American Nurseryman Magazine - Horticulture Magazine and Horticulture Books - Water worries - June, 2014 - DEPARTMENTS

American Nurseryman Magazine - Horticulture Magazine and Horticulture Books - June, 2014

DEPARTMENTS

Editor's Desk: Water worries

Let's start with some good news, shall we? It's no secret that nursery professionals are a resourceful group. That's a given. Where there's a need, there's a clever solution. If you ever attended a new ideas session at the former ANLA Management Clinic - or, for that matter, simply asked a colleague a question - you know this to be true. There's not much that can't be fixed or adapted or invented or fabricated.

Not much, that is, except Mother Nature.

When to comes to natural resources, we're at the mercy of the weather gods. That is, unless we implement practices that help to capture and conserve, treat and use wisely. My little contribution to the cause? The dehumidifier in my basement runs nearly all summer long, but I'm able to capture the condensation and use it for the potted annuals that live in abundance on my front steps throughout the season. (Am I looking for a pat on the back? No, not when I confess that I occasionally let the water drip in the bathroom sink because the cats demand to be entertained - despite the fact that they have their very own recirculating fountain in the kitchen.)

Over the years, nearly every nursery operation I've visited has been way ahead of the curve in regard to water. Water use, water treatment, water sources, water quality. It doesn't matter what part of the country or what the average rainfall is, I've been impressed to see so little waste. It's a precious commodity, and we all know it.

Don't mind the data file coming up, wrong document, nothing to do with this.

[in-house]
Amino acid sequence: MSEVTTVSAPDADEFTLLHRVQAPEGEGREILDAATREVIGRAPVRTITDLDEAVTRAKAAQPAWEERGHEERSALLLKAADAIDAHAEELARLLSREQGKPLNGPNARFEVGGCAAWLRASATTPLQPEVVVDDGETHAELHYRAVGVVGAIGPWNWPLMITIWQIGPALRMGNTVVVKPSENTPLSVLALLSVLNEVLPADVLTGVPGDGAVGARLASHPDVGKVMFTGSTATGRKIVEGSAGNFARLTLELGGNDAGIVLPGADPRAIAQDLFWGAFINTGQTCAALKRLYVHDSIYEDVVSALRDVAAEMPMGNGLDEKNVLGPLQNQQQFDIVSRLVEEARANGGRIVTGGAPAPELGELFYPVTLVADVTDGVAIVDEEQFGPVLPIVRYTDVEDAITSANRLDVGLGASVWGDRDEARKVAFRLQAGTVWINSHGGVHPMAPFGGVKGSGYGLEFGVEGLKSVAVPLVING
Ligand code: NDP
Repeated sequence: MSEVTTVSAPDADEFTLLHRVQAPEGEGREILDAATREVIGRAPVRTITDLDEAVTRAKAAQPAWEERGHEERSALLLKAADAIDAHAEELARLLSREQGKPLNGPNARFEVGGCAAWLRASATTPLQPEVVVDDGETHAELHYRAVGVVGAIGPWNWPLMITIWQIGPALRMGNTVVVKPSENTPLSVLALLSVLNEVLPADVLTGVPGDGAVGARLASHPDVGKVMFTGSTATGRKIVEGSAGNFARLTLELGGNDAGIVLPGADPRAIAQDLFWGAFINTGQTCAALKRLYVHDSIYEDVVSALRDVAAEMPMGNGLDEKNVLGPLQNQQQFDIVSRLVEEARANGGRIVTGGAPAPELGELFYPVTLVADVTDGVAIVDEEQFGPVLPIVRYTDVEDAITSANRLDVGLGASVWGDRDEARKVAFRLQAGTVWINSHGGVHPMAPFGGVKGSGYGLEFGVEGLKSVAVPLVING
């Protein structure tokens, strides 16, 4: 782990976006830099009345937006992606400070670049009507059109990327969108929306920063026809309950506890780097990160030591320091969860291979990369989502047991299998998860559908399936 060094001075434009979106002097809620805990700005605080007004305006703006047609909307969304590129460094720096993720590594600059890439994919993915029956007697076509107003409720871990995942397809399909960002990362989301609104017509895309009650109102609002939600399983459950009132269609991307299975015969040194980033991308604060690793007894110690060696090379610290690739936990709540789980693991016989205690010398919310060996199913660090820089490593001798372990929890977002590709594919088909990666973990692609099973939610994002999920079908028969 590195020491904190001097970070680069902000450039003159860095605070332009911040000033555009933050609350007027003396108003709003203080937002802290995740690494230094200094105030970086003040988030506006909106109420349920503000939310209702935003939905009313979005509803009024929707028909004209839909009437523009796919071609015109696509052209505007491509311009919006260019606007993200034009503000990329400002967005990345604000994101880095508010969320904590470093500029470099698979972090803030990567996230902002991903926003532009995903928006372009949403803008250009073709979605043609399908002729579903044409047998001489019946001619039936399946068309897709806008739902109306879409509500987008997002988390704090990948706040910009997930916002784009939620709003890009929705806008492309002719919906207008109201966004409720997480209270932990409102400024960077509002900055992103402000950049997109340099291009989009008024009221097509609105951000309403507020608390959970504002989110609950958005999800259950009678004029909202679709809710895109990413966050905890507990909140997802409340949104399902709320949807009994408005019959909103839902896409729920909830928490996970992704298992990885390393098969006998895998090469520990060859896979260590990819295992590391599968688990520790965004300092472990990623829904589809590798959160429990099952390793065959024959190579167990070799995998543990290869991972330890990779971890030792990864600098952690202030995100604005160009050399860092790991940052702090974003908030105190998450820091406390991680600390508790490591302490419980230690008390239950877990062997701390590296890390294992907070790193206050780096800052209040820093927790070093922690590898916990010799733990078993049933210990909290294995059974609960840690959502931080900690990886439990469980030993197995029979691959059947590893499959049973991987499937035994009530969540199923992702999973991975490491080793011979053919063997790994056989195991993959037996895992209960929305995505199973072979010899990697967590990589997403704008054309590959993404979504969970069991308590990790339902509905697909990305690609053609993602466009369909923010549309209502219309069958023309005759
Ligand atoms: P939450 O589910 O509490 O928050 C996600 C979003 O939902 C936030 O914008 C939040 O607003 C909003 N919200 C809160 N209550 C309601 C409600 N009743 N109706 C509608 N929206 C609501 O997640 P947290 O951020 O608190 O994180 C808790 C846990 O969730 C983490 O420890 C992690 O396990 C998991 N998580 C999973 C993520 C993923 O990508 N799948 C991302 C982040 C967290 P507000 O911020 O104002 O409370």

Significant portions of the West and Southwest are predicted to continue their struggle through historic and crippling drought, despite the occasional drenching rains.
Map courtesy of the Climate Prediction Center, NOAA

But that commodity is growing ever more difficult to control. Whether it's a matter of decreasing volume or increasing regulation, competition for resources has amped up, and the future of water, although not in our hands entirely, is our responsibility.

Please take a look at Tom Fernandez's article, appropriately titled "The Future of Water Quality," beginning on page 18. It's thought-provoking, educational, even somewhat encouraging ... and a sound foundation for where we go from here. Because from here, water will continue to be a challenge.

We hear conflicting reports on climate change - it's irreversible; it's a hoax - but our experience has been that water is not nearly as plentiful as we'd like to it be. Much of the West and Southwest is experiencing dramatic drought, and although the specific status may change slightly week to week with the arrival of much-needed precipitation, long-term predictions hold that scarcity will continue. This season, this year. Next year?

Let's hope they're wrong. But let's prepare for the possibility that they're right.